Cape Ashizuri in Shikoku: Japan`s Wild Cape and Most Beautiful Temple

We have a long trip from Tokyo to Cape Ashizuri (or Ashizuri Misaki in Japanese). We first need to take the plane followed by a hopefully scenic train journey before we get on the car for the final leg of our trip. We barely made it to our plane out of Narita bound for Kochi due to the train delays caused by a power outage.

As the first leg is over and our train leaves Kochi Station, it does not take long to realize that I am in for something new. We pass through the forestry areas followed by rough coastlines. I am bravely looking for usual suspects, otherwise called mood killers for me in Japan – ugly concrete buildings, endless power lines, and factories enjoying amazing coastal views ruining the experience for the rest of us. However, Shikoku surprises me with very little to disturb the visual pleasure of a train ride.

Lush mountain scenery in Shikoku Japan

I was already counting the days until this trip since I have been invited by a friend at school to her family’s temple – the beautiful Kongofukuji Temple – tucked away in a very remote corner of Shikoku, Ashizuri Misaki. I am already glad that I could make the time and said yes to her generous invite.

Ashizuri Misaki: a remote and delightfully moody cape

It is already almost dark when our train arrives at Nakamura Station. We are greeted by my friend Mizuki`s family, the Priest Nagasaki, and his lovely wife. They are today also accompanied by a visitor trainee priest who came to help Priest Nagasaki with his Obon visits. Next week is Obon in Japan, a holiday dedicated to remembering and honoring deceased family members. Given the number of houses to visit, Priest Nagasaki starts his visits early with the actual Obon dates reserved for the families who lost a family member within the current year.

The Nagasaki family treats me to a delicious feast at a restaurant near the station. Seared bonito is the main feature of the meal and appeals to my taste buds as an admirer of raw fish. I am lucky that my otherwise extremely unadventurous taste buds managed to develop an appreciation for raw fish, making my life in Japan easier.

Kongofukuji Temple by the atmospheric Cape Ashizuri

Once the dinner is over, I am warned that there is still another hour of car ride ahead of us before reaching our final destination: Cape Ashizuri. The warning is music to my ears as it attestst to the remoteness of this mysterious cape.

Sunrise over a cape in Japan

It is now almost 8 pm. We drive by the ocean even though it is invisible at this hour. Once we reach the temple grounds, though still invisible, it is evident that the ocean dominates everything here. The only sound that I hear all through the night is the sound of waves. The temple, tucked between the mountains and the ocean, makes me think once again. Mountains or the ocean, which one impresses me more? For today and this specific visit, the answer is the ocean, but I know that the next time the question arises, my answer will likely be different.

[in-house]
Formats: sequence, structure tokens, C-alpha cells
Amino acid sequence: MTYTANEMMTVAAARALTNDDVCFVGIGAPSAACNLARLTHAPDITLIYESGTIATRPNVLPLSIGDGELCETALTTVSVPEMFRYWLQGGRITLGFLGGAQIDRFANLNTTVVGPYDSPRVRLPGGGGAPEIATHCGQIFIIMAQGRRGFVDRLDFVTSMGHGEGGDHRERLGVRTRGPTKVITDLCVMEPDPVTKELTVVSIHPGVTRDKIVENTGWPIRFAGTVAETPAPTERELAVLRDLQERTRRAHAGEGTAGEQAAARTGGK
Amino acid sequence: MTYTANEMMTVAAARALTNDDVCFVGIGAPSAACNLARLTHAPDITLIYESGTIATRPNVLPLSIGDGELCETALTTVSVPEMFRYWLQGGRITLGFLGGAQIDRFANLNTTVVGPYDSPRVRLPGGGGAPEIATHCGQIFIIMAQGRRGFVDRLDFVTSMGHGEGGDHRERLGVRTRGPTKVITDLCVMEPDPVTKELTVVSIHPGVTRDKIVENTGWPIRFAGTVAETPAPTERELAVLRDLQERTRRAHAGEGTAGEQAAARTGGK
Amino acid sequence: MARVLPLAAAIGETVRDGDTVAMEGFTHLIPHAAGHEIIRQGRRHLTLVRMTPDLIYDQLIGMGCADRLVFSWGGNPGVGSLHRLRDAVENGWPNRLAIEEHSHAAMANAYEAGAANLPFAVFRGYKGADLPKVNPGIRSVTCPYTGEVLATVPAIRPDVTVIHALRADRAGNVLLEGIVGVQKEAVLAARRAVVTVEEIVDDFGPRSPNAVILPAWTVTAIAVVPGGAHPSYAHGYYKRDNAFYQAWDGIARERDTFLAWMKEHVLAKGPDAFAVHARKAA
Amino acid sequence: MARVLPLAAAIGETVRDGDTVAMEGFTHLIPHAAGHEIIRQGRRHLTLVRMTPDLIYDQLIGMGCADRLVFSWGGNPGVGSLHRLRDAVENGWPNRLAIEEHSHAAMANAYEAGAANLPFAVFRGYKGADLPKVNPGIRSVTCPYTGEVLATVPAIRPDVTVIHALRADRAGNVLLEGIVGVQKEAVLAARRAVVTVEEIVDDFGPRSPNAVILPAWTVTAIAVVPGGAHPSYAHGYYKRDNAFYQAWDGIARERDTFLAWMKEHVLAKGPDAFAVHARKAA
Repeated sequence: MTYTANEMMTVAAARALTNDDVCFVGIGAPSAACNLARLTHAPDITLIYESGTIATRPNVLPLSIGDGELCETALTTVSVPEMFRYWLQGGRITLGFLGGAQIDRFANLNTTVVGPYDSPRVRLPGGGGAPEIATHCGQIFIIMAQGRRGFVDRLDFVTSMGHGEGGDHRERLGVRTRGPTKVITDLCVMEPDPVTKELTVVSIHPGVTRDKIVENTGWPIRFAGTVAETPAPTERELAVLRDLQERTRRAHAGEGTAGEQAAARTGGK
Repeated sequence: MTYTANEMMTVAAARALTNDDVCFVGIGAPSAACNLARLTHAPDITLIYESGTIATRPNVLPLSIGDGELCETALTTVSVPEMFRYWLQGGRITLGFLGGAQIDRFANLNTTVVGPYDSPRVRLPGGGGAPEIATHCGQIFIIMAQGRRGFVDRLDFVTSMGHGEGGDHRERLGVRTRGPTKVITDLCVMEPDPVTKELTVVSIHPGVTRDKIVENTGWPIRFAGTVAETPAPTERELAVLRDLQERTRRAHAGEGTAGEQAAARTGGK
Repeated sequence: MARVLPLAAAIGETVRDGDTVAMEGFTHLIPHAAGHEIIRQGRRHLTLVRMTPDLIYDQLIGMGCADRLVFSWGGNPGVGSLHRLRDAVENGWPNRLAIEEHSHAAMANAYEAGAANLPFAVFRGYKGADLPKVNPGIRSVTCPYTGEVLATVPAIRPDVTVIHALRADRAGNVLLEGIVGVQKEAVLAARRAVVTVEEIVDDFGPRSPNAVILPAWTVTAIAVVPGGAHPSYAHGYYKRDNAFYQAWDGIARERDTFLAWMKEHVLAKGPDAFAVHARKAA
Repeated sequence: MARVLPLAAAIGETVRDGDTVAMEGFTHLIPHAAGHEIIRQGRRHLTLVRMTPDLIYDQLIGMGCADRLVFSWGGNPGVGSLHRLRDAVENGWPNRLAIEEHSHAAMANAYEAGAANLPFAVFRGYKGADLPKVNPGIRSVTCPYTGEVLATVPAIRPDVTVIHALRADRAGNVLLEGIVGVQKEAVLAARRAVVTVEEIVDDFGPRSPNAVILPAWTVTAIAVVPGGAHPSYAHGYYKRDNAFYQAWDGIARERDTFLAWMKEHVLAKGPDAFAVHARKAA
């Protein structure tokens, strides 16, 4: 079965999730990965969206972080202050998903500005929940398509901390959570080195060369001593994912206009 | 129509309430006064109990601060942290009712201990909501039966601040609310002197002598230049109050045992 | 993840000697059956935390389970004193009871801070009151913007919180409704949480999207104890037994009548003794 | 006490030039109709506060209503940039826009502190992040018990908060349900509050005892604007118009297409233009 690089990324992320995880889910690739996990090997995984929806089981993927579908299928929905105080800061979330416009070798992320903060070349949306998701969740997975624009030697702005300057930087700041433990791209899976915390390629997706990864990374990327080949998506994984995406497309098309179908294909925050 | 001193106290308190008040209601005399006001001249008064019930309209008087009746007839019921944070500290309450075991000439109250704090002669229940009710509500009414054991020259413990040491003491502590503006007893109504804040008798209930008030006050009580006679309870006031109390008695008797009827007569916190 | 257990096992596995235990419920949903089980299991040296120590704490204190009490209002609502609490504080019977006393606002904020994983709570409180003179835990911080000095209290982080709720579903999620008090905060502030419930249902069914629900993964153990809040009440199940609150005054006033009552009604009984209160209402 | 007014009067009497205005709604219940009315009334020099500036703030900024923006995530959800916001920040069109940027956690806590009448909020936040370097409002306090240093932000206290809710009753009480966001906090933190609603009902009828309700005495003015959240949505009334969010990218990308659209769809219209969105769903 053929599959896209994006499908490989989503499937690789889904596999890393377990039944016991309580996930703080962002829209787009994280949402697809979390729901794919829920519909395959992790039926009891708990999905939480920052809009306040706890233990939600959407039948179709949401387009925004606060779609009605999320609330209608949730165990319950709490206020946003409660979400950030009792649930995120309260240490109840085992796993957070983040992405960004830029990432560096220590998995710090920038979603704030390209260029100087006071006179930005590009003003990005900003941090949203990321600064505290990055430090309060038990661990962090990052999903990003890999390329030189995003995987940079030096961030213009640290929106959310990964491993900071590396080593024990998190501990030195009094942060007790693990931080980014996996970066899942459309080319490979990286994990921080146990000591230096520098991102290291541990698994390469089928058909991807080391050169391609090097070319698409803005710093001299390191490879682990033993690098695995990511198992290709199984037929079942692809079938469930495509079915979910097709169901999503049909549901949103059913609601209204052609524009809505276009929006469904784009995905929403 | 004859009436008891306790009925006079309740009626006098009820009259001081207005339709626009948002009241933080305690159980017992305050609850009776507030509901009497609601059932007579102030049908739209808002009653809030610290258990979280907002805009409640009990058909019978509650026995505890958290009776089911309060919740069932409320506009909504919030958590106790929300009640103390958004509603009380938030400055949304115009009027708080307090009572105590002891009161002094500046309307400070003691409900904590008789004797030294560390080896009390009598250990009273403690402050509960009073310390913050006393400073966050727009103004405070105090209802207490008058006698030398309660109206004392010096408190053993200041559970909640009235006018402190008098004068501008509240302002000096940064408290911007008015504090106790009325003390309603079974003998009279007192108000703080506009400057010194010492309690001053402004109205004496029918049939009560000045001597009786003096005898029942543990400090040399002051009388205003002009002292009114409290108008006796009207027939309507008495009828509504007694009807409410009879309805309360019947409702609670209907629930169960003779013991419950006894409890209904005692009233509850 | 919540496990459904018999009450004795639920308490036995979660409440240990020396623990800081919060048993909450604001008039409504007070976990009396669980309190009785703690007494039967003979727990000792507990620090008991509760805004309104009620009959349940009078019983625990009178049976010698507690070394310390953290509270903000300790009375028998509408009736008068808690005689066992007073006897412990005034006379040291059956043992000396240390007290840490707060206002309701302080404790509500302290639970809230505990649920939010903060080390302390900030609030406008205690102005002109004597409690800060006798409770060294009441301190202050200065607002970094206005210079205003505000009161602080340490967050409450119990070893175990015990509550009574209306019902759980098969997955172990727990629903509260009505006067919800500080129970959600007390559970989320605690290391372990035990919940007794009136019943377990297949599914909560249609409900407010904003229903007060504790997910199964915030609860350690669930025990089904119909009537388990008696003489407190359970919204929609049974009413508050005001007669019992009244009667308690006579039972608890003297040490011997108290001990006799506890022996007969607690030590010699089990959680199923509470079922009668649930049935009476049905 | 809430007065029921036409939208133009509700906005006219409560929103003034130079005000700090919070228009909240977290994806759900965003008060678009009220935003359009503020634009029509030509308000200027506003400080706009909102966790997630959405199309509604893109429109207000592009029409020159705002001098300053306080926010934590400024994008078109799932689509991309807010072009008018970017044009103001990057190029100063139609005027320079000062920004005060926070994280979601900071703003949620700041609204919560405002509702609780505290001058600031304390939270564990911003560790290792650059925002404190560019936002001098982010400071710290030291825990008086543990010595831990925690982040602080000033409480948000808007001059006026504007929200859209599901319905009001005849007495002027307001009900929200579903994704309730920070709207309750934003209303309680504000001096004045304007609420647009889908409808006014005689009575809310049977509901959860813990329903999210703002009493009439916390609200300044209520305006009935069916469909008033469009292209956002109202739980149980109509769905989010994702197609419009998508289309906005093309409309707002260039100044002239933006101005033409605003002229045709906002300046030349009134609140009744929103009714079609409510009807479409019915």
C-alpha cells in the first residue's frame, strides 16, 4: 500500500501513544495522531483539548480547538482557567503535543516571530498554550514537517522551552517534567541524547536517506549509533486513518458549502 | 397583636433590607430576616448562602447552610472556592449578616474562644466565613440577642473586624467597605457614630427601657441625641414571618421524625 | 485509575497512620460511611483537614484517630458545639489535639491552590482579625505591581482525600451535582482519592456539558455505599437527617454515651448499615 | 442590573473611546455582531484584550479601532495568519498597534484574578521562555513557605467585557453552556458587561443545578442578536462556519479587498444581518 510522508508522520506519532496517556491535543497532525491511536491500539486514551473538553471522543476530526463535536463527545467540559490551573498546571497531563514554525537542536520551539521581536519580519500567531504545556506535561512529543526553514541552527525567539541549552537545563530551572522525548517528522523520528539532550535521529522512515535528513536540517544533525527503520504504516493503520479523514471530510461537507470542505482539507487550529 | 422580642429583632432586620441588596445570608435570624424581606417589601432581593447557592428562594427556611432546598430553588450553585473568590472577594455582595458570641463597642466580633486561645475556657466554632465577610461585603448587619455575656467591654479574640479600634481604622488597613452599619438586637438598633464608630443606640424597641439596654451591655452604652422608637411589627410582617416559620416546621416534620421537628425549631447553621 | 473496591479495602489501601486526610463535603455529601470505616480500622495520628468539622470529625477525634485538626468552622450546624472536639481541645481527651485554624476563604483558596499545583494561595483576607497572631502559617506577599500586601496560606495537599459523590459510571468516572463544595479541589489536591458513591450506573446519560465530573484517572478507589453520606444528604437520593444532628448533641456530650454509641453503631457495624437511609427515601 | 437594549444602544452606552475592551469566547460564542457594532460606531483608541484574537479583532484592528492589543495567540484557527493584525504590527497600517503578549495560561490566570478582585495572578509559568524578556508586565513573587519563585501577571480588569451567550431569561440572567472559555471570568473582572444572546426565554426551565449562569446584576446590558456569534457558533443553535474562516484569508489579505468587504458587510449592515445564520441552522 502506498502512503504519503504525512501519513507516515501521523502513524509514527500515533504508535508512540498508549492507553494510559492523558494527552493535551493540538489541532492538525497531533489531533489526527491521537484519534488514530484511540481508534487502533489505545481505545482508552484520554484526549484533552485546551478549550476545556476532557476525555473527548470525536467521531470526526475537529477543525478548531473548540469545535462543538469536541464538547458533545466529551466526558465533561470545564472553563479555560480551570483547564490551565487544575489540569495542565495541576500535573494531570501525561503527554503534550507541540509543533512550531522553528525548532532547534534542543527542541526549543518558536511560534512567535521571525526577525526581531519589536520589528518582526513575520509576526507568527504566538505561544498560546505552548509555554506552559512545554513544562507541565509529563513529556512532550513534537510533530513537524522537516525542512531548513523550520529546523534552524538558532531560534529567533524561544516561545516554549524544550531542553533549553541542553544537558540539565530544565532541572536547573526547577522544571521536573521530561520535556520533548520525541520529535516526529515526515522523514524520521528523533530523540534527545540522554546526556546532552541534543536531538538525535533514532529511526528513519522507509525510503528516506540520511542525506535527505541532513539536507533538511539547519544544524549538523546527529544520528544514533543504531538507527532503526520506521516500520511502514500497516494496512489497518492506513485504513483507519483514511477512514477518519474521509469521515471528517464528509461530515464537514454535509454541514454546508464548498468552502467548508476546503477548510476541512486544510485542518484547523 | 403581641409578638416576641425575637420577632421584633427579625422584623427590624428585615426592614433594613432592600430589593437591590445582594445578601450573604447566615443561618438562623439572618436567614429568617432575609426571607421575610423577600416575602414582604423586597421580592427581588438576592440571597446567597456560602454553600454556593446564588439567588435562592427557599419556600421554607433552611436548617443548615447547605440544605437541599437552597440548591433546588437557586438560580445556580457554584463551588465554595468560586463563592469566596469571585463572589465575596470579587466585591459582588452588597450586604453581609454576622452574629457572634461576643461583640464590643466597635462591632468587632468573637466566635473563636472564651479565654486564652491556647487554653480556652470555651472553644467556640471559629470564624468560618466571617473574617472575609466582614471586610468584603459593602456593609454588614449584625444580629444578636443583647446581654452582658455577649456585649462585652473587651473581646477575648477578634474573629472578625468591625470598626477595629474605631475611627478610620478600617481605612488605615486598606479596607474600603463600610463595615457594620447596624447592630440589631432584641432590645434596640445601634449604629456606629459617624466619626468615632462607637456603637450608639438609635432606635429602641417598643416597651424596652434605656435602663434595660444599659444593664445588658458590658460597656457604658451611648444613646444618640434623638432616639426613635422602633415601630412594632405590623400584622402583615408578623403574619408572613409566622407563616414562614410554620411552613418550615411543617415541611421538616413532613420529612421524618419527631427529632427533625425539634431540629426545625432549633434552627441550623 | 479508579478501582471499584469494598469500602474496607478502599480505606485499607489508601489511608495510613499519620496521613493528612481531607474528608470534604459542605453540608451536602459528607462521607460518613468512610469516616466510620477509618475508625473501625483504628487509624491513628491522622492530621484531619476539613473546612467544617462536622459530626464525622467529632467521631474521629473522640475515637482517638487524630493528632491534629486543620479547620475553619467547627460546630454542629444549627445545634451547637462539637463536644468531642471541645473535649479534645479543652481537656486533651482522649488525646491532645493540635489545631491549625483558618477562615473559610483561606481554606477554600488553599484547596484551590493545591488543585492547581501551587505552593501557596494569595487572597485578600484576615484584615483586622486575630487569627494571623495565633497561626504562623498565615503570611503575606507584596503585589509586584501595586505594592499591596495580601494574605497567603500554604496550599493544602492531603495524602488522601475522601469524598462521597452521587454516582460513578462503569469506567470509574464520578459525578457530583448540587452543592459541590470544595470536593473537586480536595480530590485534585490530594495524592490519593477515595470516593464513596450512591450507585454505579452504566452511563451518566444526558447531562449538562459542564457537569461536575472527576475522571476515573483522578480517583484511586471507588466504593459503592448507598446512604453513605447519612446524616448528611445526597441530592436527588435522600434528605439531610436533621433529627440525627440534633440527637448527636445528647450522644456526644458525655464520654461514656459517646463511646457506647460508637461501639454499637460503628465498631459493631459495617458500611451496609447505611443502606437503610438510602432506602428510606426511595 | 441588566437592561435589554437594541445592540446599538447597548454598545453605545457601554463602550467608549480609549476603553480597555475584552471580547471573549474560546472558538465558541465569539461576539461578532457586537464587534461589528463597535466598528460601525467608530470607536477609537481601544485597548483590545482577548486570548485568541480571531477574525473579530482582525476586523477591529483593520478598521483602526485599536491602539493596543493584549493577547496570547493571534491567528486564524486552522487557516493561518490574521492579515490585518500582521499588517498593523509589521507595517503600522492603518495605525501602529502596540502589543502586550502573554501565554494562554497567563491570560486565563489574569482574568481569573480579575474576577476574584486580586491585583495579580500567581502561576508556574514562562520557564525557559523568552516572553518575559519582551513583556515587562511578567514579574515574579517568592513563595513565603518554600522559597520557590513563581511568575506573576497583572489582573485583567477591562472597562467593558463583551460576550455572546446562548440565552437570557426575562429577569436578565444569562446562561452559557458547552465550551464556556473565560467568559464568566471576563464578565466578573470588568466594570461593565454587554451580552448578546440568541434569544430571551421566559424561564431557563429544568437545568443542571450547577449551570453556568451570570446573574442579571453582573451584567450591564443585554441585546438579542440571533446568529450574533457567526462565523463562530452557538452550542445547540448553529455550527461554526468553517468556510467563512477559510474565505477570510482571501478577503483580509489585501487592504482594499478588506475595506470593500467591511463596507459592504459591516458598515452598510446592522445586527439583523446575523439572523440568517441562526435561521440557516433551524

Kongofukuji Temple: a sanctuary by the ocean

My kind hosts show me my room in the house adjacent to one of the most beautiful temples that I have seen in Japan – Kongofukuji Temple. I peacefully sleep in my vast tatami room just to open my eyes shortly before daybreak.

Walking on my toes, I leave the house and walk up to the lighthouse in short five minutes to be greeted by a dream view, encompassing everything that I love – a lighthouse, cliffs, trees, and raging waves. Even that moment alone feels worthy of the long trip. It is around 5 am but already evident that that it will be a very hot and humid day. After the breakfast taken at the big refectory of the temple, I am given the temple tour by my friend. Mizuki also patiently guides me for a Buddhist prayer and takes me to the parts of the temple that I would not have access to as a regular visitor.

Cliff walk along Ashizuri Coast

Even though it feels as hot and humid as in Tokyo, I decide to take a solo walk by the cliffs watching over the Pacific Ocean. Part of the road reminds me of the beautiful West Forest Road in Yakushima but without the lovely deer or monkeys. I am, however, warned that there are a lot of wild boars in the area.

Shikoku Shore

After about an hour of walking, I see a very cozy-looking small cafe – Cafe 69 Log – overlooking the ocean. The cafe is run by a surfer lady who kindly allows me to pick her brain about the many wonders of the area. We are soon joined by two travelers from Osaka who kindly offer to give me a ride back to my temple. 

The next day is spent riding around the cape with Mizuki who kindly takes me to all photo-worthy spots. We visit the aquarium, take a boat ride on the bay, walk on a rocky beach, and end the day with a tasteful dinner at the temple. 

Everywhere feels very quiet. The place gives me a similar sense that I used to get when traveling in Northern Scandinavia. The quietness leaves a strong mark in your mind, and that is what you miss the most when you leave. That is what you keep daydreaming of, even more than the beautiful landscape. 

Temple stay in Ashizuri Misaki

I previously had the experience of staying at a temple in Koyasan. Koyasan, located in Wakayama Prefecture, is the center of Shingon Buddhism brought to Japan by Kobo Daishi. Shikoku is, however, the actual birthplace of Kobo Daishi and the place where he is known to have practiced intense meditation. The island is also home to one of the most famous pilgrimage routes in Japan, a 1.200-kilometers Shikoku Pilgrimage Route connecting 88 temples.

While I thoroughly enjoyed my stay at Jokiin Temple in Koyasan, my time at Ashizuri Misaki allowed me to observe the daily routine of a family in charge of running a temple, and the role that the temple plays in the community life. It was one of those lifetime experiences, and I feel very grateful to have found the opportunity.